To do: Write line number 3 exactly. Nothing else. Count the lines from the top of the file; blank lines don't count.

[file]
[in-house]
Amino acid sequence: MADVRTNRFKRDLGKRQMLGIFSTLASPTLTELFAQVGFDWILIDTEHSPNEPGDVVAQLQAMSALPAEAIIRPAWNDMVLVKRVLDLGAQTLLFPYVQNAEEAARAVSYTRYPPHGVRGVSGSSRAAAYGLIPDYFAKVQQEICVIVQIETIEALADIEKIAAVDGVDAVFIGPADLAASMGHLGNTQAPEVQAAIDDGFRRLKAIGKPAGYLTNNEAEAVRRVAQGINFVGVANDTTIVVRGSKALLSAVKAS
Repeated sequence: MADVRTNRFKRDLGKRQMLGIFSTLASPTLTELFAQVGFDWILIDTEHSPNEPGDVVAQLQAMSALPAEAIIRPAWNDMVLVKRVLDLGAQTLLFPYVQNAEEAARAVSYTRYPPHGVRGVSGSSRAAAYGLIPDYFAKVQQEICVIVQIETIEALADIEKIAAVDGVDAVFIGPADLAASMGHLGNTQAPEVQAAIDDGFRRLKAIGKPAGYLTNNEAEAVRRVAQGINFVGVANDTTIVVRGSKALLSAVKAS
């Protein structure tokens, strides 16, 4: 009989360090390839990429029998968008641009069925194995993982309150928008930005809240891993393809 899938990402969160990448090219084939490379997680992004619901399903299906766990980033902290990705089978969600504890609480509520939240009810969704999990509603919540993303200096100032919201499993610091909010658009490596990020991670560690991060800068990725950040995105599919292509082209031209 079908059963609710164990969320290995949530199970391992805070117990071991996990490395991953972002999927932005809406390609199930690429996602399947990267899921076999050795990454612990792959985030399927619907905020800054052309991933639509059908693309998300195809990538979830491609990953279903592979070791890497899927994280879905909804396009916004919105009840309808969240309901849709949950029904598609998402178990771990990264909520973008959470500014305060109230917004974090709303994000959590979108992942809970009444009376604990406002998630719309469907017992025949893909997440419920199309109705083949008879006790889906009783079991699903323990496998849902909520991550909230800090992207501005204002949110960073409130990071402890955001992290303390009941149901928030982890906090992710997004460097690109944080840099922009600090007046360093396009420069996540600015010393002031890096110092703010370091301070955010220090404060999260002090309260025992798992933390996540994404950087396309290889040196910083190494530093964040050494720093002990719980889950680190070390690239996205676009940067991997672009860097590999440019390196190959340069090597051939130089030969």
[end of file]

Repeated sequence: MADVRTNRFKRDLGKRQMLGIFSTLASPTLTELFAQVGFDWILIDTEHSPNEPGDVVAQLQAMSALPAEAIIRPAWNDMVLVKRVLDLGAQTLLFPYVQNAEEAARAVSYTRYPPHGVRGVSGSSRAAAYGLIPDYFAKVQQEICVIVQIETIEALADIEKIAAVDGVDAVFIGPADLAASMGHLGNTQAPEVQAAIDDGFRRLKAIGKPAGYLTNNEAEAVRRVAQGINFVGVANDTTIVVRGSKALLSAVKAS